We cannot separate policy and principle from practice and participation. They are indivisible. The adage ‘that is all very well in theory, but how does it apply in practice,’ is our guide. Likewise, the pragmatic mantra should be that we are seeking to understand the ‘difference that makes the difference.’ Community media in my experience is about deprioritising management models that focus on projected outcomes which are measured by statistical performance indicators. Community media works more effectively when deploying an alternative model of community development, with its focus on enabling and empowering people though participatory activities that are close to people’s lived experiences. This community development model has a principle focus on development through action. The Asset Based Community Development model is a good example of how a community media project might be successfully realised. ABCD looks at the assets that are at hand in a community. These assets are often seen in the tacit skills, community knowledge and practical wisdom that usually gets overlook or displaced by professionalised forms of management engagement and planning. Asset based planning, alternatively, allows community media to be developed in a way that is close to the forms and patterns of community life, based on the exchange of community knowledge. In this way, community media when practiced in accordance with these principles, provides a space for the sharing of community concerns.

The cycle of engagement, moreover, is limited when it is informed by the cycle of practice, and vice versa. We can spend lots of time searching for a model of community engagement that fits with our ideological outlook, or we can, instead, change the frame of our expectations and look at what surrounds us and what works in practice. Community media must be alert to the practices that will enable, foster and support practical action at the lowest and least competent level of society, and in the broadest possible terms. Community media, moreover, can do this because it is founded on the principles of social accountability which reverse and pull in the opposite direction to the toxic exploitation of social media, the inbuilt biases of corporate media, and the bureaucratic cycles of regulation that sustain public service media.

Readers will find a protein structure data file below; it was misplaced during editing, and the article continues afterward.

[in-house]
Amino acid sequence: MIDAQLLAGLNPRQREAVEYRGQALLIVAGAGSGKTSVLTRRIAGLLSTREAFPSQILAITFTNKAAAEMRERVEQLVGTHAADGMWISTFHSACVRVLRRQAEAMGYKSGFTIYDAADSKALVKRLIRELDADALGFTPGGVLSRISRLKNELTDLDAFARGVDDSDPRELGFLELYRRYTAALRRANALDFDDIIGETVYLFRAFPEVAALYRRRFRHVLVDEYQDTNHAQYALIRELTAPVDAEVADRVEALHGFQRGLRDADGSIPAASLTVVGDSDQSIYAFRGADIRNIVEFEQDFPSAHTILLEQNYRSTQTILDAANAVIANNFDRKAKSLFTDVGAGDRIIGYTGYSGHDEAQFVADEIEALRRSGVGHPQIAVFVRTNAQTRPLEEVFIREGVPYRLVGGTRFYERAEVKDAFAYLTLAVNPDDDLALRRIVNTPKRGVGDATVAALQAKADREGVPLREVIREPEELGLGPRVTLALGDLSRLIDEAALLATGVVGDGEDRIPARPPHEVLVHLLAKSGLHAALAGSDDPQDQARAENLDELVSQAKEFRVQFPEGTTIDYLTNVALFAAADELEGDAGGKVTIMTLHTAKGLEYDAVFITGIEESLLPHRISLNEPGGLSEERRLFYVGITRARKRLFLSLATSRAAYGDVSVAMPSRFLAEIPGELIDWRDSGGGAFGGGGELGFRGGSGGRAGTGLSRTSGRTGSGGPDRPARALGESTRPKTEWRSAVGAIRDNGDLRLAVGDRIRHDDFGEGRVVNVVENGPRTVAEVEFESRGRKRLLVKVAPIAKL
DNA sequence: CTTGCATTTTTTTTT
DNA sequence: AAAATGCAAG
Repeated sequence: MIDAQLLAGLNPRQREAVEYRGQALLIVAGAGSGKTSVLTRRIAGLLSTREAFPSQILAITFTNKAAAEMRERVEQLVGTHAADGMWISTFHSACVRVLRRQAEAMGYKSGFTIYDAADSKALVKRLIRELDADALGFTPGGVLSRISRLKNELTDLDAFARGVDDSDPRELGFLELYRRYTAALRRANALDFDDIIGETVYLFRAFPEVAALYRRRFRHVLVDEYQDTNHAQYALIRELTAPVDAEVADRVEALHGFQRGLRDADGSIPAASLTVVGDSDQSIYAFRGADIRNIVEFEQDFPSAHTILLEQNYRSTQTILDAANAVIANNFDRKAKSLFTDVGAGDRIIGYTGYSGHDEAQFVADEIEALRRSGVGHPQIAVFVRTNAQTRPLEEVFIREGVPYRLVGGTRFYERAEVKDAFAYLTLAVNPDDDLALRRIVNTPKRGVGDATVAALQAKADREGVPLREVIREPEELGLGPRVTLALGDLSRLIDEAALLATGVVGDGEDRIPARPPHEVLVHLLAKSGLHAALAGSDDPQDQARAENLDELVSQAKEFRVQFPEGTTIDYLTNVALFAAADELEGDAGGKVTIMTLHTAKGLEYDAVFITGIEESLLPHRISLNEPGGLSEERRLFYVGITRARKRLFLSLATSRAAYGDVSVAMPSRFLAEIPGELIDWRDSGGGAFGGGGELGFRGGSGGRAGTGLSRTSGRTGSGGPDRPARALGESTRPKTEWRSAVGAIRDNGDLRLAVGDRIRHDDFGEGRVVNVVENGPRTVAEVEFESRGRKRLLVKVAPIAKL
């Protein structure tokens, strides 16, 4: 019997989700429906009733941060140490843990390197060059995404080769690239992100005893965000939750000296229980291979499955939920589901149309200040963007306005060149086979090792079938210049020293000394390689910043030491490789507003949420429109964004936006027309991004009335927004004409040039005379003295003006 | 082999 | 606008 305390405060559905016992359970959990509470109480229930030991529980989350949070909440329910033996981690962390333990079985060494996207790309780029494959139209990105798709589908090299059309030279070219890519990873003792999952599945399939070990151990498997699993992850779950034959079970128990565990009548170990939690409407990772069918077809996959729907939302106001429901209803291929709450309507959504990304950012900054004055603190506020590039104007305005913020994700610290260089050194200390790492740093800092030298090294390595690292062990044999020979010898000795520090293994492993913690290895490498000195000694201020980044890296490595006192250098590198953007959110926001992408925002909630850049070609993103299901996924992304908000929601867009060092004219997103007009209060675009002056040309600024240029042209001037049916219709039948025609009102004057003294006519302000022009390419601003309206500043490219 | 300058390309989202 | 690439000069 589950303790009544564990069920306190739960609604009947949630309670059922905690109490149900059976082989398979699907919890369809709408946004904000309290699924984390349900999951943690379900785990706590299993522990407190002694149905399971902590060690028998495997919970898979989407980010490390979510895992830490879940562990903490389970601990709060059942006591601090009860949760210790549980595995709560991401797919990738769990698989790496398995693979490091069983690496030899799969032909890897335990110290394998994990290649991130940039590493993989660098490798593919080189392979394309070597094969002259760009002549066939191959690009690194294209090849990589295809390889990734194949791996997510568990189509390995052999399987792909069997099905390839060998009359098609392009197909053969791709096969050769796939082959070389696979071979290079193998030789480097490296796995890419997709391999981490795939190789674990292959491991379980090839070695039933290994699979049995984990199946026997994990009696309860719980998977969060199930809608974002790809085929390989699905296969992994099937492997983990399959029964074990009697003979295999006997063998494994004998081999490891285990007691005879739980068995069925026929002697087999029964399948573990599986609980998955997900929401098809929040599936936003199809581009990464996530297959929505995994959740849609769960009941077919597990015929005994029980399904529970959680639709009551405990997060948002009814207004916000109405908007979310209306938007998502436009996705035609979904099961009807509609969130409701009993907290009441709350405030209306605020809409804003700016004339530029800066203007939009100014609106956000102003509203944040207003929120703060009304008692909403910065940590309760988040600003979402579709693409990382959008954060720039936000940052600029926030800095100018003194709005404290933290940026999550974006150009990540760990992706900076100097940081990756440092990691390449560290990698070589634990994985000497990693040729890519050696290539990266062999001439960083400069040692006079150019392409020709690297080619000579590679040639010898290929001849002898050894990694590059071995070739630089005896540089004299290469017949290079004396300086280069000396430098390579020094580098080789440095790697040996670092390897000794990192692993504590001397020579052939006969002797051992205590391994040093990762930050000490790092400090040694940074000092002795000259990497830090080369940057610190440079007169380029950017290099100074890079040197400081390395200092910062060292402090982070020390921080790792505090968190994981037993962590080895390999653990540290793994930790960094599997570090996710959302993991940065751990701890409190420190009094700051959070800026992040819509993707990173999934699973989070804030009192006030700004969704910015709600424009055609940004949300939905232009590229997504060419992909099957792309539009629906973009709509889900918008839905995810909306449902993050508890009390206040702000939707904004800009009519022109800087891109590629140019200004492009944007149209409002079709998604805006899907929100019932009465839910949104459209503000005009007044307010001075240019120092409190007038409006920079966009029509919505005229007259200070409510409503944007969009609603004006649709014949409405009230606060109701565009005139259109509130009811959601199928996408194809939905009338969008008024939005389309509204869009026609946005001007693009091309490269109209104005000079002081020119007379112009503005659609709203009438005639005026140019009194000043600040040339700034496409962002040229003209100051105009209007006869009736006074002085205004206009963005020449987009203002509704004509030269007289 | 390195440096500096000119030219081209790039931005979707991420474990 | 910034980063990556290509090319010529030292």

To summarise, these principles – accountability, transparency, learning, inclusion, and action – are simply a starting point for further discussion. The advantage of working from a set of principles, however, is that we can afford to be more flexible in the way that we try to implement them. We must face up to the differential impact that our principles have when they are applied in practice. Responses will be mixed and asymmetric. I would like to get away from thinking about outcomes altogether, because they usually take care of themselves in both intended and unintended ways. I would like, instead, to concentrate on the values that drive what we are willing and able to contribute, because, I believe, it will ultimately lead to deeper rooted capacity for change that goes way beyond blunt performance indicators and headlines in press releases and newspapers. As Aldus Huxley noted the need for a model of the politics of the good to replace the politics of power. The most easily overlooked part of the transformation process, according to Huxley, is the change we bring about for ourselves. I believe that community media has the potential to involve more people in this process. People who are more open to the involvement of others in our conversations. We can’t simply wave a wand and change society, but we can start to change things about ourselves.